There are over half a billion Spanish speakers across the globe according to a 2017 study from the Cervantes Institute. With population growth soaring in Spanish speaking countries as well as the U.S., this number is estimated to rise to 754 million people by 2050. Even within this single romance language, there are major differences in vocabulary and grammar dependent on region.
At 50 million Spanish speakers and growing, the U.S. now has the second largest Spanish-speaking population in the world after Mexico. 70 percent of Latino families are speaking the language at home with the next generation and over time, the U.S. has developed a Spanish variant of its own.
The influence of Hispanics who have migrated to the U.S. from various Latin American countries has a tremendous impact on the U.S. variant. In addition to this, the English language shaped the way U.S Spanish is spoken and written in this country. When translating from English into Spanish, we must keep these considerations in mind. The differences can impact not only understanding, but credibility.
Conventional tones and stylistic principles of English have been adopted by the U.S. Spanish variant. For example, date format in the U.S. is month/day/year. In the rest of Spanish-speaking countries, it is formatted as day/month/year. Adhering to U.S. linguistic conventions, the U.S. Spanish variant utilizes the U.S. format. Other similar extralinguistic conventions include numerical notation, Anglo-Norman measures, and time. Aspects referred to as “country preference” determine how we use Spanish in reference to English. For example, we use PCP (Primary Care Provider). The functionality is determined by the acronym that appears on the card of the health plan member.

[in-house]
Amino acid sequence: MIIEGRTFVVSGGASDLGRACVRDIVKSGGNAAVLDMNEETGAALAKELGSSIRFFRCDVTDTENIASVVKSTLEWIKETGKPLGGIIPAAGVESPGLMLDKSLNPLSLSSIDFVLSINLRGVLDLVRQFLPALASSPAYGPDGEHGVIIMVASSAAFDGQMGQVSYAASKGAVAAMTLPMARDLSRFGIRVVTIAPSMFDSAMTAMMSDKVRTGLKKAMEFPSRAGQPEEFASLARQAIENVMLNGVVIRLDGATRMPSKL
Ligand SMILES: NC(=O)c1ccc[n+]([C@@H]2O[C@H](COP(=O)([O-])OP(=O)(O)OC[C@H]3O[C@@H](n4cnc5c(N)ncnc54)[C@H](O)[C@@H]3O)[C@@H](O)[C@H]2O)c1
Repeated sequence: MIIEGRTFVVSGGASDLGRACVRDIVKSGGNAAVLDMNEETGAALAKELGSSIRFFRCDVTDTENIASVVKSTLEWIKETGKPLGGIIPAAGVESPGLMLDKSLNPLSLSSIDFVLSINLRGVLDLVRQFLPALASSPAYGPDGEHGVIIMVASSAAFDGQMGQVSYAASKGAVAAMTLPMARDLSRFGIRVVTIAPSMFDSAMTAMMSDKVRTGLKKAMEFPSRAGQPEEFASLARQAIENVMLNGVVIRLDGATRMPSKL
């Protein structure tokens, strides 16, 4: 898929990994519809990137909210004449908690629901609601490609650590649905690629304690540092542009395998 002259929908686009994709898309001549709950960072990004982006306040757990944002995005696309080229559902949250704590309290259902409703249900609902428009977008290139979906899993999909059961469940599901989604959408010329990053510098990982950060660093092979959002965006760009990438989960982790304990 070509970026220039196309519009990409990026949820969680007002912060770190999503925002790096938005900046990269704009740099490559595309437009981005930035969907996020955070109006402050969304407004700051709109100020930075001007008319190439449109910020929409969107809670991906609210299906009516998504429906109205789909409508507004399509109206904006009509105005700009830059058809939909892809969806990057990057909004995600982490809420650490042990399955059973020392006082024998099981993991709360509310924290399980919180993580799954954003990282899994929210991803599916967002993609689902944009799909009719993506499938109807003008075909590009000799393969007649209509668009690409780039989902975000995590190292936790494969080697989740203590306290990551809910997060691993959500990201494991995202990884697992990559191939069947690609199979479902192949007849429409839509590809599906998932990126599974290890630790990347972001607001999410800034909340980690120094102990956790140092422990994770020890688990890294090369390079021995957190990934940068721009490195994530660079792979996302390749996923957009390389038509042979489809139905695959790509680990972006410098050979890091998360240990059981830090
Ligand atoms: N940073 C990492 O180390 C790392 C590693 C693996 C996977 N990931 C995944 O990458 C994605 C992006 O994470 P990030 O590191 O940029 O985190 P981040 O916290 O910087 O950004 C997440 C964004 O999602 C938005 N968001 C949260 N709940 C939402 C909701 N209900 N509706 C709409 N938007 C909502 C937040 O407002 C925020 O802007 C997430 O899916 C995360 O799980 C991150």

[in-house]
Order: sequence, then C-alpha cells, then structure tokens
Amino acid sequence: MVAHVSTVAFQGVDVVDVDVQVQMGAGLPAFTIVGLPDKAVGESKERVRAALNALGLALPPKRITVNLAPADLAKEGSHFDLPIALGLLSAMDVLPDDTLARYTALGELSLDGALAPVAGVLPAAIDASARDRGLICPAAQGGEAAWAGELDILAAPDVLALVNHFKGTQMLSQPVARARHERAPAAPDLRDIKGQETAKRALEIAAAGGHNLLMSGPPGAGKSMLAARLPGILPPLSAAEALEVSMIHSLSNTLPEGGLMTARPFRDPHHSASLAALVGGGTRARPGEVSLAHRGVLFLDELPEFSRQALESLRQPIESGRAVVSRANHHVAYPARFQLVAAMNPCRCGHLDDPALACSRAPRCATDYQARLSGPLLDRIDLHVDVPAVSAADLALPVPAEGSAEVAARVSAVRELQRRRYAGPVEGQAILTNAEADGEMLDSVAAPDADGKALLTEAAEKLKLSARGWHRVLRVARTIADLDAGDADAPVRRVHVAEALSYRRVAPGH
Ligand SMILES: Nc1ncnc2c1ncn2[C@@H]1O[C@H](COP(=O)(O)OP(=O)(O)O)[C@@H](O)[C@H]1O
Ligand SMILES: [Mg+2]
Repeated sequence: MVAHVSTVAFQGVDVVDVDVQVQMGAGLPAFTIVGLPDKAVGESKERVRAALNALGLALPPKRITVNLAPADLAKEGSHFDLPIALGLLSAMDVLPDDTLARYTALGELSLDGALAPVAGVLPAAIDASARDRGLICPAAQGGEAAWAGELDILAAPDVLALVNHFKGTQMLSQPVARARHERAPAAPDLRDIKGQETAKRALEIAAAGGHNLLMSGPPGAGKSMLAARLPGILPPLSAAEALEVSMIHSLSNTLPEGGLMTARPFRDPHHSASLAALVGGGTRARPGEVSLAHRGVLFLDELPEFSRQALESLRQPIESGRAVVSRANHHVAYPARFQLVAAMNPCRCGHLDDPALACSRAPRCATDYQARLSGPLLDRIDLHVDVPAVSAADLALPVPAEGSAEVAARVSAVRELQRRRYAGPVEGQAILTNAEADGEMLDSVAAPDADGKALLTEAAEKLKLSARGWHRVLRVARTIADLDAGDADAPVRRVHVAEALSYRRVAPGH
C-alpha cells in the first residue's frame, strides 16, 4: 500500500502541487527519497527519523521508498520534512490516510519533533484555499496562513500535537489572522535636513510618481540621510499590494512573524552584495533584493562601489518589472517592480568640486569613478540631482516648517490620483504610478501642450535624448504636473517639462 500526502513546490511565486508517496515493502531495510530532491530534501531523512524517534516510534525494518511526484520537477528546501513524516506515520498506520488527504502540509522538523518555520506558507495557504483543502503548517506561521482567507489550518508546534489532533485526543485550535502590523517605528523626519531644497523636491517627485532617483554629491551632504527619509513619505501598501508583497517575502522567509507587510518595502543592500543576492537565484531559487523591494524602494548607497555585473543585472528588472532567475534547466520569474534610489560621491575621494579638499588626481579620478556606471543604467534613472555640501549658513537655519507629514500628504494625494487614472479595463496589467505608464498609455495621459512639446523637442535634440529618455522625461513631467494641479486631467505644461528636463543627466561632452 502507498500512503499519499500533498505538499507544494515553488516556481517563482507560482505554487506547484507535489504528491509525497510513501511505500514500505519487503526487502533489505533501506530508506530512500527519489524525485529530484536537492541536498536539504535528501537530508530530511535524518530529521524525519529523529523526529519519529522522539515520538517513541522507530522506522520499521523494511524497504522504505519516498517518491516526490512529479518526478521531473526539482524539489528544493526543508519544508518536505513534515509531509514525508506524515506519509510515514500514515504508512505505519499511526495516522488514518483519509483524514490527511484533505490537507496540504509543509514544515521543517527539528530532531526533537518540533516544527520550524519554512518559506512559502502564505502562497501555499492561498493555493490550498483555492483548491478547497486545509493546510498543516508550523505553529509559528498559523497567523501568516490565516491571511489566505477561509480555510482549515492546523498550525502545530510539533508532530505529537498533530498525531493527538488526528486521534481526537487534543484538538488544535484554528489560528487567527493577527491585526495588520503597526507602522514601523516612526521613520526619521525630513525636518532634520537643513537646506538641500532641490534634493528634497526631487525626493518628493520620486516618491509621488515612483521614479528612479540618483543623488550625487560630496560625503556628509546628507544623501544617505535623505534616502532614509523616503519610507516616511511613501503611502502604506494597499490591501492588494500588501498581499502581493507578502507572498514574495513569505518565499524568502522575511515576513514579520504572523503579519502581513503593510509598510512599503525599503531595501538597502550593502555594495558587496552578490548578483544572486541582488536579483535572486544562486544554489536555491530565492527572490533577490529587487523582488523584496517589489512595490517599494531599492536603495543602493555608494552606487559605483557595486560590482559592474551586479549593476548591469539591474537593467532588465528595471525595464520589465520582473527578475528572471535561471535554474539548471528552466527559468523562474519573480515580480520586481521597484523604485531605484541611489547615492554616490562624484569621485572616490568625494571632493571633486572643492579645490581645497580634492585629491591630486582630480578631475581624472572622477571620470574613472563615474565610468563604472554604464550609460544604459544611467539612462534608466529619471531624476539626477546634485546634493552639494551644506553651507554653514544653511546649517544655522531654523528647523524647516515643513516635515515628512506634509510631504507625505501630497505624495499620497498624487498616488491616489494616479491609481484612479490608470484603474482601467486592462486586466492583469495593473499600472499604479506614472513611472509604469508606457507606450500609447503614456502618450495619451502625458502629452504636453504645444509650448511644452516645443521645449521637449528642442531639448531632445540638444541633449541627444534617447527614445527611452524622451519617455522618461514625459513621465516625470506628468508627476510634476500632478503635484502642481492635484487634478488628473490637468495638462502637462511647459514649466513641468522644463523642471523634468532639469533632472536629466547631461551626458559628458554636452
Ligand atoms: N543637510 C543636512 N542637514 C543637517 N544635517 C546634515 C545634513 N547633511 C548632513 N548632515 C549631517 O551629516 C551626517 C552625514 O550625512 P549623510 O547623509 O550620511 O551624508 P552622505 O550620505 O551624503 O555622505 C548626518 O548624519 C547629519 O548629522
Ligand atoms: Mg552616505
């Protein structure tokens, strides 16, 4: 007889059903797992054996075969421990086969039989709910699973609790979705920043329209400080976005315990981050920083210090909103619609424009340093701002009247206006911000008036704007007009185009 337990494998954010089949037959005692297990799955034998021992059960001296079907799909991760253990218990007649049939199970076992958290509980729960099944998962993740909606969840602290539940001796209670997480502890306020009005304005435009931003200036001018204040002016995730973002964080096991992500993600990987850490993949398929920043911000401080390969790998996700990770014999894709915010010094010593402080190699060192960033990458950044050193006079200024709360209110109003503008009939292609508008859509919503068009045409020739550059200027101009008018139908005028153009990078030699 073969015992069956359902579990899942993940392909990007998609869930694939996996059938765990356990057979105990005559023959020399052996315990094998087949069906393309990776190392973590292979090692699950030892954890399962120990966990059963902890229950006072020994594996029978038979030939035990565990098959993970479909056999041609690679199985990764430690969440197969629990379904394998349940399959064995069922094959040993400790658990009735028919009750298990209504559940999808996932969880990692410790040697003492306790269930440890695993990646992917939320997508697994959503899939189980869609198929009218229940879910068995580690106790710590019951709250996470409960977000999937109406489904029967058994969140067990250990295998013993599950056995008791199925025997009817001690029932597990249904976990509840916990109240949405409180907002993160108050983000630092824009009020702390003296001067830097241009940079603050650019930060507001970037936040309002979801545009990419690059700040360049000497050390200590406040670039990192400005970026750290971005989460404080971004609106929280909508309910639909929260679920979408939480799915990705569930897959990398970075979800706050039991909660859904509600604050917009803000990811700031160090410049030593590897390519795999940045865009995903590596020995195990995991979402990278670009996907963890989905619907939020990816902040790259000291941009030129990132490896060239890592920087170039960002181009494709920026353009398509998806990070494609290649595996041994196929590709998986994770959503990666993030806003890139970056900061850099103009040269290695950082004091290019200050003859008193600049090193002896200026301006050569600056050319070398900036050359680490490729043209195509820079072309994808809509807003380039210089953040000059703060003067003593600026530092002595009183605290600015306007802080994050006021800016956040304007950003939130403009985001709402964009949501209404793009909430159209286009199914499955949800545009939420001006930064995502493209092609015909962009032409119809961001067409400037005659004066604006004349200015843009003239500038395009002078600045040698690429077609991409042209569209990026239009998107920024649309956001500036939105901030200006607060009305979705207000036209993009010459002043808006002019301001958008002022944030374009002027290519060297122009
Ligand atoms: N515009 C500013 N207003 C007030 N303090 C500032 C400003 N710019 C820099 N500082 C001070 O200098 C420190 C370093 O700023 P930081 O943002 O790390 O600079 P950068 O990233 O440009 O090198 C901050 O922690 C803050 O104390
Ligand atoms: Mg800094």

Occasionally the best communication solution for the U.S. variant is the one that most resembles the English language. For example, the designations of state agencies do not have the same equivalences in all countries. The Department of Education can be translated as Ministry of Education or Education secretary. In the U.S. it translates as the Departamento de Educación, which is the official denomination in Spanish of this entity. It’s a simplified approach that unequivocally denotes the real government entity. In U.S. Spanish, this corresponds to the national reference that has been given to the state entity regardless of the linguistic equivalence of the term in other countries. In some cases, we translate the names of government entities but put them in English in parentheses along with their English initials.
Diverse U.S. Hispanics
Just as the English language continues to evolve to create new words from city to city, so does U.S. Spanish. Even within the U.S., different regions have its own unique dialects. For example, the Spanish spoken in Texas is very different from the Spanish in New York. Hispanics in Texas have a heavy Mexican influencer while New York is rooted in Puerto Rican, Dominican Republic, and South American dialects. Translators must understand the diverse Hispanic population in the U.S. to effectively translate into a neutral Spanish intended for Hispanics across the states. Here it is necessary to know the different semantic or misleading connotations that some words have in different countries. For example, “coger” in Spain means “to grab” while in most Latin American countries “coger” means “to have sex”. It is also necessary to avoid localisms or “Americanisms,” such as remera for “t-shirt” said in Argentina, and lana for “money” said in Mexico. Other borrowed English words include: baby shower, blog, webinar, hardware, software, parking, and e-mail.